I’d love it if you could take a moment and donate some money towards their cause. The support will get them through the miles but MORE IMPORTANTLY fund the awesome work if the charities that have contributed so immensely into getting me where I am today. I can certainly say without the work of Bloodwise and Anthony Nolan I wouldn’t be typing these words, and without Look Good Feel Better I wouldn’t be doing it with as much confidence.
Remember, every little helps! Here’s their team page where you can donate to their induvidual pages https://www.justgiving.com/teams/Run4Remission
Keep Smiling (and running) 💃💃💃👟
Despite my best intentions, I really have been lacking in blogs recently.
Now I am in the middle of another hospital stay, and some investigations into my recurring infections. I don’t really want to even attempt to explain until I have some explanations myself.
I seem to be stuck in a loop of Sunday – Wednesday admissions (several weeks in a row) and unexplained temperature spikes.
I just want to say a huge thank you for all my birthday wishes, I had a fabulous day, full of ‘normal’ 18th birthday things.
(Yes it was a while ago already)
If I don’t blog soon….nag me! I really need to get back on it so if you want my thoughts on something in particular please say 🙂
Today I am officially 6 months and one week post transplant. Counting the weeks I know 27 have passed. A quick search on my phone tells me that it was 187 days I received new life, but that could be lies seeing as I stopped counting days at 100.
I meant to write a post on the actual six month, but hospital admissions got in the way of that, and what is a blog unless you feel like it. I guess that’s the element of “no matter how it may seem” about all this.
Because in the past week, I have taken the single biggest step since having the transplant in way of.recovery.
It’s probably the most exciting step as well….
I HAD MY HICKMAN LINE TAKEN OUT!!!!
Anyone who has ever has to live with any sort of permanent central line will know what a huge deal this is and how much it means.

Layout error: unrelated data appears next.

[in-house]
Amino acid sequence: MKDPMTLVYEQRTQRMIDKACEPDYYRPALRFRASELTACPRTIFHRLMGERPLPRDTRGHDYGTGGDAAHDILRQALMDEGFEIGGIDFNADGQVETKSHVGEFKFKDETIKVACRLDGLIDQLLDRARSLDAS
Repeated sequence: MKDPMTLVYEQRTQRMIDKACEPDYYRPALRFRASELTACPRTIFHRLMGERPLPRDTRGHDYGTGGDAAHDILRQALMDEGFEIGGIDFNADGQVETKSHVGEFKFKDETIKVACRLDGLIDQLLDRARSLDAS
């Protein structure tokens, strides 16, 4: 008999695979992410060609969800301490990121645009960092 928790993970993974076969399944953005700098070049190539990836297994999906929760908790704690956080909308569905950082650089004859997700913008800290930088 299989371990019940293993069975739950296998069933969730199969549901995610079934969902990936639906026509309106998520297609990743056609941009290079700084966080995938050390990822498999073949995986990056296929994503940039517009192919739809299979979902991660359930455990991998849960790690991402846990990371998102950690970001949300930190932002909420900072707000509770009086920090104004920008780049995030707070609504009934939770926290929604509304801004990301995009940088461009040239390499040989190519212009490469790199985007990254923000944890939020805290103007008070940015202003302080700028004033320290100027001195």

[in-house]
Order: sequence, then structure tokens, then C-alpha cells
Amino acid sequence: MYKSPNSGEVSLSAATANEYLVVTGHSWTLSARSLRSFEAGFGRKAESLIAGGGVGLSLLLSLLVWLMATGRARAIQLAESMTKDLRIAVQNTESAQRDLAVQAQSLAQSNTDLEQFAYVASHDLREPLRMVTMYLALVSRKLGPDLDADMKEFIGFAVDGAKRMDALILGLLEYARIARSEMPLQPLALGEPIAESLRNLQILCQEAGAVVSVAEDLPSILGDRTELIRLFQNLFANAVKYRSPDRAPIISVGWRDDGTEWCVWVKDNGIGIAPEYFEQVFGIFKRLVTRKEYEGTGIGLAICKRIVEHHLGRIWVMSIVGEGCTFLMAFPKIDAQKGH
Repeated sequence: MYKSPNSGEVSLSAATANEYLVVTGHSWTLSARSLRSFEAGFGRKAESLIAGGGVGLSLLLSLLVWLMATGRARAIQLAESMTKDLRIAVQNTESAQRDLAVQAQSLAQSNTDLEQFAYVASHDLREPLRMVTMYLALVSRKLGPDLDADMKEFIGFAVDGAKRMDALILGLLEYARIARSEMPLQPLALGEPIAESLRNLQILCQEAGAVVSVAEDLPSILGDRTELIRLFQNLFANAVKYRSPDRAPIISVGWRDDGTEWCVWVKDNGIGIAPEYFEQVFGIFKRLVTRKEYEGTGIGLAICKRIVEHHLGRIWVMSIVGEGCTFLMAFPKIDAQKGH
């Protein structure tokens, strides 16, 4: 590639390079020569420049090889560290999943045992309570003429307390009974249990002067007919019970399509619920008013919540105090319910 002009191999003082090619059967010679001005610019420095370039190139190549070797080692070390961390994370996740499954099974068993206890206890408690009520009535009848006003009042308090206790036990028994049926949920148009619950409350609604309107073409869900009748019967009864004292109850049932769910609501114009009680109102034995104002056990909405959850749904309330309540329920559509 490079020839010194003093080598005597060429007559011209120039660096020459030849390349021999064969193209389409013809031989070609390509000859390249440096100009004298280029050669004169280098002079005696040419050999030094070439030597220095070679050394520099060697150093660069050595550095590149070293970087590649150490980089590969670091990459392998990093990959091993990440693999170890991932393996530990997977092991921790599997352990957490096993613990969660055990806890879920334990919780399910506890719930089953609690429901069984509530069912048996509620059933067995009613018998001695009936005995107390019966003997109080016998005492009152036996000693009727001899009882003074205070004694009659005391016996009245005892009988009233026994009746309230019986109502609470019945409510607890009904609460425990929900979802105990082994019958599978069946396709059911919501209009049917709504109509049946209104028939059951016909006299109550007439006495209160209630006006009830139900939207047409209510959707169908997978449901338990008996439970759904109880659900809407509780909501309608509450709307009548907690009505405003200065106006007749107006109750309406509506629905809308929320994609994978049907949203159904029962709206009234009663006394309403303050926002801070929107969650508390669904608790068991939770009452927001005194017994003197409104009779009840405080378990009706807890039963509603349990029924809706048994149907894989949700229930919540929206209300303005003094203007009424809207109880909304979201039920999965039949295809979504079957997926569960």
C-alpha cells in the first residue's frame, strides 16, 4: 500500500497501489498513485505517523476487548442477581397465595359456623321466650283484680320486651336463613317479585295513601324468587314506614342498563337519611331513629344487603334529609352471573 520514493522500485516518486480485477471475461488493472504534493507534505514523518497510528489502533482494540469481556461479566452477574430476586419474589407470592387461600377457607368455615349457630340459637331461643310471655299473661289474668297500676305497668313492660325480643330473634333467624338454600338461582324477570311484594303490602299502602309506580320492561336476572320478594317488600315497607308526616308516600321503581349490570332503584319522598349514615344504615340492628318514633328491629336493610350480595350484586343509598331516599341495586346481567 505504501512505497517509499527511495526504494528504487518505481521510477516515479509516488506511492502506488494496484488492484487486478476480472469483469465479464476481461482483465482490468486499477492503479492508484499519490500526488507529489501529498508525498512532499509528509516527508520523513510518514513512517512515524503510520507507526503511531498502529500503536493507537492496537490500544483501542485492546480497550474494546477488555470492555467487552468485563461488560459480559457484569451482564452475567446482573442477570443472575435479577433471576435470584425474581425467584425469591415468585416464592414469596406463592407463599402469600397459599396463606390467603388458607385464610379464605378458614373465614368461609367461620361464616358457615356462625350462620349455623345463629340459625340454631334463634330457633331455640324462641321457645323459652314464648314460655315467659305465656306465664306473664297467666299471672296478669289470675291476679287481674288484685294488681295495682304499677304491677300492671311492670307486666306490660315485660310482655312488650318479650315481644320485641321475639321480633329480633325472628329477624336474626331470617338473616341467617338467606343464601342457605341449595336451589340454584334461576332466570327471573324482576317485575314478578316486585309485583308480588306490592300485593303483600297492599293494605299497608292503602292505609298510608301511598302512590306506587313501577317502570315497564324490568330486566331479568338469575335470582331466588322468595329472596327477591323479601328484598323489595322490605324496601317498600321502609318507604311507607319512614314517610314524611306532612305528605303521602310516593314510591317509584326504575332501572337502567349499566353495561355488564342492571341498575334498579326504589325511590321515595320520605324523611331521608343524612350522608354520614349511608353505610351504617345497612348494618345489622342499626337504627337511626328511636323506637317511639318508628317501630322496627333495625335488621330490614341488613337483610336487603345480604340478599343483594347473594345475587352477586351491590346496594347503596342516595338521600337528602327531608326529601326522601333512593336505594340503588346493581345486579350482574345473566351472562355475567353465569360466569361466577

Admittedly, I had it removed due to infection (not my fault may I add) but the fact it hasn’t been replaced shows how I am no longer dependant on electrolyte and blood product infusions. Less than two months ago I was having blood every fortnight, platelets almost 3 times a week and magnesium at least twice. I’ve come a long way.
I may still have CMV, but I’m having a new form of treatment for that, so that’s all good. I still have this mysterious para – influenza, the flu that doesn’t make you feel ill, and we can’t get rid of….but that’s all good. I probably still have mild GvHD. Clinically I look a bit shifty still, but even my consultant has to admit in that person I don’t really match up to my notes, I’m too well!
I’m a great believer that if.youre well enough to be bored, you can’t be that ill, and this past hospital admission has really shown that. Thankfully I was discharged today!
I am so happy with where everything’s going. I’ve had a Chinese takeaway, something we couldn’t have dared do without a decent neutrophil count, however the removal of my stiches today has lead to the most exciting development…
I have had a PROPER bath for first time in 9 months!
Yes, this is a weird thing to share, and yes I have been washing since November, let’s make that clear.
You see, living with a hickman line isn’t all about just having a tube you can see. It’s a tube that genuinely goes inside of you, meaning anything that tube is exposed to can too. Meaning washing becomes a fiasco of tape and towels, and not getting the dressing wet and being careful and most definitely not having a deep relaxing bath.
Having one today was freedom. Bubbly, hydromoly, blissful freedom.
I am very glad the bathroom is a private place because if anyone had seen the way I was smiling just laying in the bath, I fear I may be off a rather different type of hospital for sure!
Just imagine though (if you’re a bath kinda person) how great a deep, hot, bubbly bath on a bog standard day…
Now imagine it after being discharged
from hospital, after having to have a cannula placed, needing a relax AND having been deprived of a proper bath for almost 9 months. You can see why I’m a happy chickie right now.
Don’t take the little things for granted, because they are great. I’m not saying that to make you be ‘inspired’, make you reassess your life or suddenly start crazy philanthropy. People with cancer are ordinary cool people with the short end of the stick. I’m saying it because life is awesome. Especially the bits with baths and Chinese food and steak. Hickman lines and transplants and doctors and all that are pretty great too, but it’s better when we don’t need them.
I hope you’re all doing well and that you get in touch with how your lives are going 🙂
P’S. In case you were wondering, because these things are of great worldly importance, yes my bath did indeed have a rubber duck 😀
Next stop : The Beach!